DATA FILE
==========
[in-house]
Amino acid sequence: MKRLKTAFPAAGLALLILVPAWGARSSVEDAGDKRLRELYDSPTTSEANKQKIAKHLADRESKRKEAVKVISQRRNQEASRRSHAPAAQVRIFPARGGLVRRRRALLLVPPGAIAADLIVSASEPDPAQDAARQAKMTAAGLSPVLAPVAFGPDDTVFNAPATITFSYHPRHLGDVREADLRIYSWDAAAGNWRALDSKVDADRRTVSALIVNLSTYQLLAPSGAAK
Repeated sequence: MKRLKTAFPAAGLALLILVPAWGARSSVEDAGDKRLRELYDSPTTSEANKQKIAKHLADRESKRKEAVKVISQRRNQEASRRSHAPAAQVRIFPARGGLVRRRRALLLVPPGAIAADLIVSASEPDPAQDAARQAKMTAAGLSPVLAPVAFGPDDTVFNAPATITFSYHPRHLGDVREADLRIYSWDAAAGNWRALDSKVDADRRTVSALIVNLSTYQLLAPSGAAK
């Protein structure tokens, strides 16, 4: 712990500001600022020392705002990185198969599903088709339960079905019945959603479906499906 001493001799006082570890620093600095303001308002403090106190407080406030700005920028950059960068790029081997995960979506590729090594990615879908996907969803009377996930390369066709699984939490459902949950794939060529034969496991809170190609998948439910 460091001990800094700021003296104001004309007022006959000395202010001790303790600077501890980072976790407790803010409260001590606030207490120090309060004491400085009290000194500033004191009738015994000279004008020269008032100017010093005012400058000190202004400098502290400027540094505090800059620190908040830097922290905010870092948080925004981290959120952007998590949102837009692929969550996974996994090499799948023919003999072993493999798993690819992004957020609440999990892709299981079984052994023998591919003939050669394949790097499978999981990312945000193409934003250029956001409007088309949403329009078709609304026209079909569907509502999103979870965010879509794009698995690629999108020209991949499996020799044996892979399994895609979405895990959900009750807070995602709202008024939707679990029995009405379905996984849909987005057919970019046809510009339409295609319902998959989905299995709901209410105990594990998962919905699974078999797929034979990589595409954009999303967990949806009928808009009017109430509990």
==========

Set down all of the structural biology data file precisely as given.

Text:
[in-house]
Amino acid sequence: MKRLKTAFPAAGLALLILVPAWGARSSVEDAGDKRLRELYDSPTTSEANKQKIAKHLADRESKRKEAVKVISQRRNQEASRRSHAPAAQVRIFPARGGLVRRRRALLLVPPGAIAADLIVSASEPDPAQDAARQAKMTAAGLSPVLAPVAFGPDDTVFNAPATITFSYHPRHLGDVREADLRIYSWDAAAGNWRALDSKVDADRRTVSALIVNLSTYQLLAPSGAAK
Repeated sequence: MKRLKTAFPAAGLALLILVPAWGARSSVEDAGDKRLRELYDSPTTSEANKQKIAKHLADRESKRKEAVKVISQRRNQEASRRSHAPAAQVRIFPARGGLVRRRRALLLVPPGAIAADLIVSASEPDPAQDAARQAKMTAAGLSPVLAPVAFGPDDTVFNAPATITFSYHPRHLGDVREADLRIYSWDAAAGNWRALDSKVDADRRTVSALIVNLSTYQLLAPSGAAK
């Protein structure tokens, strides 16, 4: 712990500001600022020392705002990185198969599903088709339960079905019945959603479906499906 001493001799006082570890620093600095303001308002403090106190407080406030700005920028950059960068790029081997995960979506590729090594990615879908996907969803009377996930390369066709699984939490459902949950794939060529034969496991809170190609998948439910 460091001990800094700021003296104001004309007022006959000395202010001790303790600077501890980072976790407790803010409260001590606030207490120090309060004491400085009290000194500033004191009738015994000279004008020269008032100017010093005012400058000190202004400098502290400027540094505090800059620190908040830097922290905010870092948080925004981290959120952007998590949102837009692929969550996974996994090499799948023919003999072993493999798993690819992004957020609440999990892709299981079984052994023998591919003939050669394949790097499978999981990312945000193409934003250029956001409007088309949403329009078709609304026209079909569907509502999103979870965010879509794009698995690629999108020209991949499996020799044996892979399994895609979405895990959900009750807070995602709202008024939707679990029995009405379905996984849909987005057919970019046809510009339409295609319902998959989905299995709901209410105990594990998962919905699974078999797929034979990589595409954009999303967990949806009928808009009017109430509990």